Irrigation in Conventional Landscapes
The irrigation schedule is determined primarily by the landscape type (conventional landscape vs restoration). The schedule is further modified by the types of plants used (perennials, woody plants or grasses and sedges) and the site conditions (cool and foggy along the coast, warm and dry inland, etc.).
The first step is to determine whether your goal is conventional landscaping or restoration. A drought tolerant native landscape is a type of conventional landscape.
Conventional landscapes are kept reasonably moist throughout the year, so that the plants do not experience damaging moisture stress. The concept of "reasonably moist" changes with the design and the plant selection. For example, an English perennial garden will be kept very moist, so that the plants grow and remain lush from spring through early fall. Plants are watered multiple times per week, often using an overhead irrigation system. A native plant garden uses less water than an English garden, and some plants may even go into summer dormancy from the restricted water supply, but the irrigation concept is the same. All plants are ensured adequate water to keep them alive and to maintain an appropriate level of growth and vigor.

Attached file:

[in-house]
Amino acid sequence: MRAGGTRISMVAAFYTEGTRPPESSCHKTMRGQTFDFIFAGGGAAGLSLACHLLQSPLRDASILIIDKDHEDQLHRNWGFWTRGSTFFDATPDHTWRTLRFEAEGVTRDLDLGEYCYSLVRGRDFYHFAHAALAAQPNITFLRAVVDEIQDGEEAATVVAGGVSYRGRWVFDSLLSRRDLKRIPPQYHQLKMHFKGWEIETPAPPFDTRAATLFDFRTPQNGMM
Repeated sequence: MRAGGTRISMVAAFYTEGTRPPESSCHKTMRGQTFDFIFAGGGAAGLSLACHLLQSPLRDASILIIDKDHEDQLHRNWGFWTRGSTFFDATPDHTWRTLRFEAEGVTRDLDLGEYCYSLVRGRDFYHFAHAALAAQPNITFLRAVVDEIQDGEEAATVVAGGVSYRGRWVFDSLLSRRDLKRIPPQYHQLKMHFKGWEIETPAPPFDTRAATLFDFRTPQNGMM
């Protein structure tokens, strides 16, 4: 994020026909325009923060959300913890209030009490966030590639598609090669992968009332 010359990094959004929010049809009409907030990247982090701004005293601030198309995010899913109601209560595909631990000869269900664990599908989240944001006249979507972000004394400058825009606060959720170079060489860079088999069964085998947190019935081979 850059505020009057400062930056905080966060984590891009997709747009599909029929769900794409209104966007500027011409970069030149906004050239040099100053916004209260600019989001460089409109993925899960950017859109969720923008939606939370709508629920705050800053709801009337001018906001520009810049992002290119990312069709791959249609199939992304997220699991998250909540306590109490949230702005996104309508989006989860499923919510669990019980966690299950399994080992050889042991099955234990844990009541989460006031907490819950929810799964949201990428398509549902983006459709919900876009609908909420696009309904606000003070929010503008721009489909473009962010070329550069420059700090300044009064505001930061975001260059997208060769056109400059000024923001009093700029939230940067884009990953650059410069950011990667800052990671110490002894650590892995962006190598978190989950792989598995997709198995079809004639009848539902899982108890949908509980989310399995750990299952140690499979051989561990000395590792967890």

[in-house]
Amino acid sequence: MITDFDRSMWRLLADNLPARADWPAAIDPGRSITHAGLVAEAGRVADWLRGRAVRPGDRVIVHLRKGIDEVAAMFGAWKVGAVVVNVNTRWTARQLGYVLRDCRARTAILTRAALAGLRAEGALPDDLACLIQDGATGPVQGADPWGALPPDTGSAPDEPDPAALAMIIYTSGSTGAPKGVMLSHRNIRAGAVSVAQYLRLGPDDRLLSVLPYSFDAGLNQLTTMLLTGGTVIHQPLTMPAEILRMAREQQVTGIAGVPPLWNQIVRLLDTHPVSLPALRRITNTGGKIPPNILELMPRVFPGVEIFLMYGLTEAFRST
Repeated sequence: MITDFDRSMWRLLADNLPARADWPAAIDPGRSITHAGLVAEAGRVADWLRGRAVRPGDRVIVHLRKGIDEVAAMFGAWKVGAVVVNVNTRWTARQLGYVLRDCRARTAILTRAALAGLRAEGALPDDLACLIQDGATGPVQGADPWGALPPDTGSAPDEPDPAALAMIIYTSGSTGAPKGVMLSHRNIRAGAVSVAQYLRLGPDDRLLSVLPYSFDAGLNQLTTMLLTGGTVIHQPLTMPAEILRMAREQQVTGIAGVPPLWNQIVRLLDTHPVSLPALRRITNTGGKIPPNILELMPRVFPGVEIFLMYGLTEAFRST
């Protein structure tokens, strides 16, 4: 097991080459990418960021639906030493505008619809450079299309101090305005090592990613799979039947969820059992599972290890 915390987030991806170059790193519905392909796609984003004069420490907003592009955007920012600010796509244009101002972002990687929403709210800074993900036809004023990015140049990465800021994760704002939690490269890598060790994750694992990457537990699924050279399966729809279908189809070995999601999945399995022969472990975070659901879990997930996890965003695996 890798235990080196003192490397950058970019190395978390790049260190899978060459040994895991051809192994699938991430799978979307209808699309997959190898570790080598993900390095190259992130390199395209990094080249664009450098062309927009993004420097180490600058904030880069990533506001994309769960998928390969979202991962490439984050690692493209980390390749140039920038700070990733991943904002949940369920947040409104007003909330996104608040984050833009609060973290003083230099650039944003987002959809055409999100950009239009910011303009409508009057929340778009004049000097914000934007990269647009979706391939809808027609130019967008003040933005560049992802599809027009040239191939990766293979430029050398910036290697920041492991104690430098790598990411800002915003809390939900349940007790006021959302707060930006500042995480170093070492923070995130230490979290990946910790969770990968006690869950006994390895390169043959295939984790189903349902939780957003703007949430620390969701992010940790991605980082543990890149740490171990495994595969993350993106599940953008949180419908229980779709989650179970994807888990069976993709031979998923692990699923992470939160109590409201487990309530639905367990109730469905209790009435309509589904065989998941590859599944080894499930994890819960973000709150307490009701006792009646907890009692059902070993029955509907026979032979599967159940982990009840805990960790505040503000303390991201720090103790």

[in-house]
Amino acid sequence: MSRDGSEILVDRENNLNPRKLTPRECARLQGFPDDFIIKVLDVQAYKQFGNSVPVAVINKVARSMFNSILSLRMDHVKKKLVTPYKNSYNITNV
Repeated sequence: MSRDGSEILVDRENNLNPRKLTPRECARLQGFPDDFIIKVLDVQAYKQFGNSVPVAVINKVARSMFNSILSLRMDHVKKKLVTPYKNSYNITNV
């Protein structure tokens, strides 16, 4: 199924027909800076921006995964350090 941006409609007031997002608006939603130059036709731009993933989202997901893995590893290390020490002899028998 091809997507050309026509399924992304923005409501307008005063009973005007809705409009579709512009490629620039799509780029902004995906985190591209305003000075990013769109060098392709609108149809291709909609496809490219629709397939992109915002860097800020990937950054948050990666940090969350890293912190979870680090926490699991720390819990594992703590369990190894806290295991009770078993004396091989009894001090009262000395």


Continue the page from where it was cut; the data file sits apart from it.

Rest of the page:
To maintain vigorous growth, most gardeners water the plants at least once per week. It is common to irrigate two or three times per week. They are looking for a sweet spot where:
A well designed conventional landscape will use a minimum of inputs and may beautifully mimic a natural system, but at its heart, the landscape is reliant on outside inputs to survive. The regulated soil moisture from irrigation means that the roots will grow and adapt to a modified water regime. Although many plants will find adequate natural water sources in the soil, most will not. If irrigation is ended, many plants will die and others will become severely stressed. The landscape will decline, and only a few remnant plants will survive.